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SEL Studies in English Literature 1500-1900 42.1 (2002) 1-24
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The Politics of Time in Edmund Spenser's English Calendar
Alison A. Chapman
[H]e compiled these xij. Æglogues, which for that they be proportioned to the state of the xij. monethes, he termeth the SHEPHEARDS CALENDAR, applying an olde name to a new worke.
--E. K.'s Dedicatory Epistle to the Shepheardes Calender 1
Oddly enough, despite its title, Edmund Spenser's first work, The Shepheardes Calender, Conteyning Twelue Æglogues Proportionable to the Twelue Monethes (1579), has not been adequately examined as a calendar, a highly politicized reorganization of annual time published during an era obsessed with time and forms of time reckoning. The reason for this gap in criticism of The Shepheardes Calender lies in the nature of our experience with calendrical time, specifically in the calendar's ability to naturalize a given ideological or political freight--such as a certain set of religious rituals--by incorporating it into the fabric of everyday life. We typically experience the annual calendar as simply a neutral temporal framework, as one of the unquestioned furnishings of quotidian existence. The calendar, however, governs behavior by synchronizing various forms of practical observance--Sunday worship, a Friday afternoon drink, and spring cleaning. Thus, instituting a new calendar is a radical gesture, as registered by the fact that three of the major political revolutions of the modern age--French, Chinese, and Bolshevik--established a new calendar in order to make the experience of time itself serve the [End Page 1] new revolutionary ideology. Christianity similarly reorganized time both by counting years from the date of Christ's birth and by tying annual time to the cycles of the liturgical year. Even the secular holidays patterned by the modern U.S. calendar, such as Martin Luther King Day, Washington's Birthday, and Veterans' Day, memorialize a prescribed version of history. We tend, however, to forget the ideological force of such ritualized forms of memory, largely because they coexist in calendrical practice with "apolitical" observances like the solstices and equinoxes. The calendar's close implication with the annual change of the seasons naturalizes our sense of calendrical time, making the calendar seem as inevitable as the first frost or the coming of spring.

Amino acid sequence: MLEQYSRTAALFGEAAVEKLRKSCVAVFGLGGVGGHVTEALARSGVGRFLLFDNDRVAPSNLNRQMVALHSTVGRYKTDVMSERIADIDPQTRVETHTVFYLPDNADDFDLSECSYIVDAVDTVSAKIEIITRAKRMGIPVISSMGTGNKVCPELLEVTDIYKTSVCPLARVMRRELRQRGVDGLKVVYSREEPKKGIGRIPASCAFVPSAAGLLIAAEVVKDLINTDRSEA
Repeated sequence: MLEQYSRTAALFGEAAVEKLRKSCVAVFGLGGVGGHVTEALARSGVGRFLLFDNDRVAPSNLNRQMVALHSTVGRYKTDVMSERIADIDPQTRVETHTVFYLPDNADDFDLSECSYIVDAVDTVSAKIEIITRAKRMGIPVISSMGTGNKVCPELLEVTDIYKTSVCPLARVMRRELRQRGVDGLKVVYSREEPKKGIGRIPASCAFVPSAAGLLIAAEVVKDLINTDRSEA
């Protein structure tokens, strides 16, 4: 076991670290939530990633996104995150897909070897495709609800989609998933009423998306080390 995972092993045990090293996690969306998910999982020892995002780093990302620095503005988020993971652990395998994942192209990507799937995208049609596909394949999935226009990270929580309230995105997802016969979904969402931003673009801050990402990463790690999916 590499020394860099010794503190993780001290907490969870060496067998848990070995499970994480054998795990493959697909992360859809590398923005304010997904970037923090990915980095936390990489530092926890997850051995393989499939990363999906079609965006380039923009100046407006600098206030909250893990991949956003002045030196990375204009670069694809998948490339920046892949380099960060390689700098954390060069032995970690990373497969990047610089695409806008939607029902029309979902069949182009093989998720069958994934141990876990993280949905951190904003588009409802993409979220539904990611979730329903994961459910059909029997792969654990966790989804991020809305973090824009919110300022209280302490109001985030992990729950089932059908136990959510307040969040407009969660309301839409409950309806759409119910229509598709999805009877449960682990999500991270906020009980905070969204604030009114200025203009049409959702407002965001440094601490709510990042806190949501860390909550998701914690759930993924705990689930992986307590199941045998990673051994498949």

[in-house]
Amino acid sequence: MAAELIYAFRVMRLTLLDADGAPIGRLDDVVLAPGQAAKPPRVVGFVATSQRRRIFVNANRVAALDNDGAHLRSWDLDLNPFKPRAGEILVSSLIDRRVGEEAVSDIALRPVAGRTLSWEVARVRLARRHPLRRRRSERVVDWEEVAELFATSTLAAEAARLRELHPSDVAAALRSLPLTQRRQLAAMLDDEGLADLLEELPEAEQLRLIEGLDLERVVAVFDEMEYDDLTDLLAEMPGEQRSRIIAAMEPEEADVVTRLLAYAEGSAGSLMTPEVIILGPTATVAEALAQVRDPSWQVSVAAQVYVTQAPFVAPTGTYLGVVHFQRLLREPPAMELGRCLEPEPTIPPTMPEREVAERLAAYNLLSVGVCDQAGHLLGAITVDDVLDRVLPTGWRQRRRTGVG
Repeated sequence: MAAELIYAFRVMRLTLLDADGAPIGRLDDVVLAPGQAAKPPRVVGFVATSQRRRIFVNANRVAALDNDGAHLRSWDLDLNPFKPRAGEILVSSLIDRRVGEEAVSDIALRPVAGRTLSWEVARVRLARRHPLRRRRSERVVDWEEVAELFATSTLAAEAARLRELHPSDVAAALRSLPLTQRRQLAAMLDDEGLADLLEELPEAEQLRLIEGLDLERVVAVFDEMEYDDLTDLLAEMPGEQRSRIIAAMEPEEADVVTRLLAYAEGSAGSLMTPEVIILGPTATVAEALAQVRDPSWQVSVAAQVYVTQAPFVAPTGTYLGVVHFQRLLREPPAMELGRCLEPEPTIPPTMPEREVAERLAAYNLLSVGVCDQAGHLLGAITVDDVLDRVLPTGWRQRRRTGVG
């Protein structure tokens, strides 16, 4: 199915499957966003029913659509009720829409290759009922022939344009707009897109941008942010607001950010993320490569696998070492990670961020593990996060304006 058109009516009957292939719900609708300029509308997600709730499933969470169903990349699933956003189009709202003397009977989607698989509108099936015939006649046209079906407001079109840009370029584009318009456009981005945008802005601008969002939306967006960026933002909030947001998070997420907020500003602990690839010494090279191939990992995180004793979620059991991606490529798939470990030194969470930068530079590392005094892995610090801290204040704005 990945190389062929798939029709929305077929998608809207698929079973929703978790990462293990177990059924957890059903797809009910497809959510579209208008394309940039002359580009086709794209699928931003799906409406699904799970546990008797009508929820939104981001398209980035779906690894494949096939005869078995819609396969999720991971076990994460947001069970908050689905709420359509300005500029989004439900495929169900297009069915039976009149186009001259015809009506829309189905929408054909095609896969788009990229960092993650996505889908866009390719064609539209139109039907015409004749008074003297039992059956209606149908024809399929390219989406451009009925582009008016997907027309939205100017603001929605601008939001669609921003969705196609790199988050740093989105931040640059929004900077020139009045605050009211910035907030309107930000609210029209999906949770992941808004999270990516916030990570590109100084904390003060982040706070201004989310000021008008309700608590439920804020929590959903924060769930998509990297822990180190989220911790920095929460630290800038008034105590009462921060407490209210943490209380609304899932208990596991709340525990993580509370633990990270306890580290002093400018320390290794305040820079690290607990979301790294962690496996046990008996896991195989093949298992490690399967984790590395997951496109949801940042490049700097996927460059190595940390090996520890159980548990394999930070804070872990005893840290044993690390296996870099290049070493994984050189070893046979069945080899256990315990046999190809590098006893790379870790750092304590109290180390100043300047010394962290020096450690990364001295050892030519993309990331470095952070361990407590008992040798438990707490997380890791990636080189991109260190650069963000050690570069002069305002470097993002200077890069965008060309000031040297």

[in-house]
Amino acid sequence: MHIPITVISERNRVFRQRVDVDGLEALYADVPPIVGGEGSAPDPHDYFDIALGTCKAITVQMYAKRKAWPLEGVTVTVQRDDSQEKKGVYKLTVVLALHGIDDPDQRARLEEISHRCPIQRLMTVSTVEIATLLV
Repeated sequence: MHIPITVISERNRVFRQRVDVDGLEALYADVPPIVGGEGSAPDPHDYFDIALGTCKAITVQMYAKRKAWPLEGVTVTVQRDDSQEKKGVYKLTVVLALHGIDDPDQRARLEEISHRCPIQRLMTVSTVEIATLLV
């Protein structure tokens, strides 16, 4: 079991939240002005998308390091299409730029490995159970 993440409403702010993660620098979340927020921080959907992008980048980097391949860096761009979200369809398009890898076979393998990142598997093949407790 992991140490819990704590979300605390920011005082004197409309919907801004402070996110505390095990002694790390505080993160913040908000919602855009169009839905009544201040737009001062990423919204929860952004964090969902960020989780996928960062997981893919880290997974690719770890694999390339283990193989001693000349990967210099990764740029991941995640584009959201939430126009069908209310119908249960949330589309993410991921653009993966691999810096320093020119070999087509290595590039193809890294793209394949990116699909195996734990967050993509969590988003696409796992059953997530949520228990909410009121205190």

Critics of The Shepheardes Calender seem to have projected backwards their sense of the calendar as "natural" by explaining the text's calendrical format as a necessary complement to the eclogues' pastoral character. Mary Parmenter, for instance, shows how the content of each eclogue reflects the seasonal nature of its titular month: for instance, "Februarie's" debate between the elderly Thenot and the young Cuddie accords with February as "the proper month for the contests between Age and Youth, Winter and Spring." 2 This treatment naturalizes The Shepheardes Calender's calendar form by making it simply a fitting vehicle for Spenser's pastoral portrayal of life in a bucolic world. 3 Yet by subsuming the calendar within the conventions of pastoral, critics such as Parmenter disregard the fact that the calendrical format constitutes Spenser's break with the conventions of pastoral, since no precedent exists in pastoral poetry for his text's monthly arrangement. A. C. Hamilton points out the novelty of The Shepheardes Calender's format--"Spenser's contribution to the pastoral form was the Calendar"--yet he then includes Spenser's innovative calendar in the tradition of pastoral anyway, arguing that "The form of the Calendar allows Spenser to return to the ritual origins of pastoral." 4 In her recent study of pastoral, Susan Snyder registers the calendar format as Spenser's own innovation, yet she then argues that this novel temporal structure accords with the Shepheardes Calender's "pastoral process" (her book's title) and thematic "analogy of human life with the seasons." 5 Although Snyder's treatment of the text is insightful, the calendar is seen, once again, as an apolitical and almost "organic" entity. 6
What such views overlook is that, to inhabitants of sixteenth-century England, the calendar would have seemed...